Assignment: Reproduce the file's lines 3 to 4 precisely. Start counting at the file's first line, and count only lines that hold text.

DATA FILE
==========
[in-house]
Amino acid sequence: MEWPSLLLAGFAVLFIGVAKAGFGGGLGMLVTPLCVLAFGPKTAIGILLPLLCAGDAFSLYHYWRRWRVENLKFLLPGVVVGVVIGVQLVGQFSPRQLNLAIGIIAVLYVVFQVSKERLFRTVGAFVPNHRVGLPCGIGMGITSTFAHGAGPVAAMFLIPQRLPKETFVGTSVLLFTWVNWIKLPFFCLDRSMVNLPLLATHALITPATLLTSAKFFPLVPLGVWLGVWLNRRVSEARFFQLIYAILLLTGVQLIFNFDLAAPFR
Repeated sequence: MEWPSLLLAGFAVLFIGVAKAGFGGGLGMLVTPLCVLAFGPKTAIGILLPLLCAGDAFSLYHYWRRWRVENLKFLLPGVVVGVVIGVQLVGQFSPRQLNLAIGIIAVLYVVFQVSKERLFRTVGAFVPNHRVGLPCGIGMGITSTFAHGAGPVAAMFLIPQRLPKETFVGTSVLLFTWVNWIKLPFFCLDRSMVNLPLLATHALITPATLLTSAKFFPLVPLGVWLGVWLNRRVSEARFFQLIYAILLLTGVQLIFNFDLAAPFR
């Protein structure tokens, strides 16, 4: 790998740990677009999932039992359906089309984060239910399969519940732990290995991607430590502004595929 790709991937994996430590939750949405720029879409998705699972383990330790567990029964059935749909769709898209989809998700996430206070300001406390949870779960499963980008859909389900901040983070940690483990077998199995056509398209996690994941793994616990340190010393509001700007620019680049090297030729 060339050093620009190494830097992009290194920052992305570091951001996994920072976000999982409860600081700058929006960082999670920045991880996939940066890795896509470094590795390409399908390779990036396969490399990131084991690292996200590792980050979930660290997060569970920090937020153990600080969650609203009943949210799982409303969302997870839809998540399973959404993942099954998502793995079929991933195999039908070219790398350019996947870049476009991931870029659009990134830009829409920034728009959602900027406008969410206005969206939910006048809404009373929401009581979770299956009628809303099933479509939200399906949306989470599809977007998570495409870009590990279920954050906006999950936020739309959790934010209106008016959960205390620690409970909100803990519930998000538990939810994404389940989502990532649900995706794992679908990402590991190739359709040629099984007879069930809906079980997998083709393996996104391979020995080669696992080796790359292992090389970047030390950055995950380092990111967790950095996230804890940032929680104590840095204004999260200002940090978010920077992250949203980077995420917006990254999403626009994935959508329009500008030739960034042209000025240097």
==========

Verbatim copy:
Repeated sequence: MEWPSLLLAGFAVLFIGVAKAGFGGGLGMLVTPLCVLAFGPKTAIGILLPLLCAGDAFSLYHYWRRWRVENLKFLLPGVVVGVVIGVQLVGQFSPRQLNLAIGIIAVLYVVFQVSKERLFRTVGAFVPNHRVGLPCGIGMGITSTFAHGAGPVAAMFLIPQRLPKETFVGTSVLLFTWVNWIKLPFFCLDRSMVNLPLLATHALITPATLLTSAKFFPLVPLGVWLGVWLNRRVSEARFFQLIYAILLLTGVQLIFNFDLAAPFR
């Protein structure tokens, strides 16, 4: 790998740990677009999932039992359906089309984060239910399969519940732990290995991607430590502004595929 790709991937994996430590939750949405720029879409998705699972383990330790567990029964059935749909769709898209989809998700996430206070300001406390949870779960499963980008859909389900901040983070940690483990077998199995056509398209996690994941793994616990340190010393509001700007620019680049090297030729 060339050093620009190494830097992009290194920052992305570091951001996994920072976000999982409860600081700058929006960082999670920045991880996939940066890795896509470094590795390409399908390779990036396969490399990131084991690292996200590792980050979930660290997060569970920090937020153990600080969650609203009943949210799982409303969302997870839809998540399973959404993942099954998502793995079929991933195999039908070219790398350019996947870049476009991931870029659009990134830009829409920034728009959602900027406008969410206005969206939910006048809404009373929401009581979770299956009628809303099933479509939200399906949306989470599809977007998570495409870009590990279920954050906006999950936020739309959790934010209106008016959960205390620690409970909100803990519930998000538990939810994404389940989502990532649900995706794992679908990402590991190739359709040629099984007879069930809906079980997998083709393996996104391979020995080669696992080796790359292992090389970047030390950055995950380092990111967790950095996230804890940032929680104590840095204004999260200002940090978010920077992250949203980077995420917006990254999403626009994935959508329009500008030739960034042209000025240097």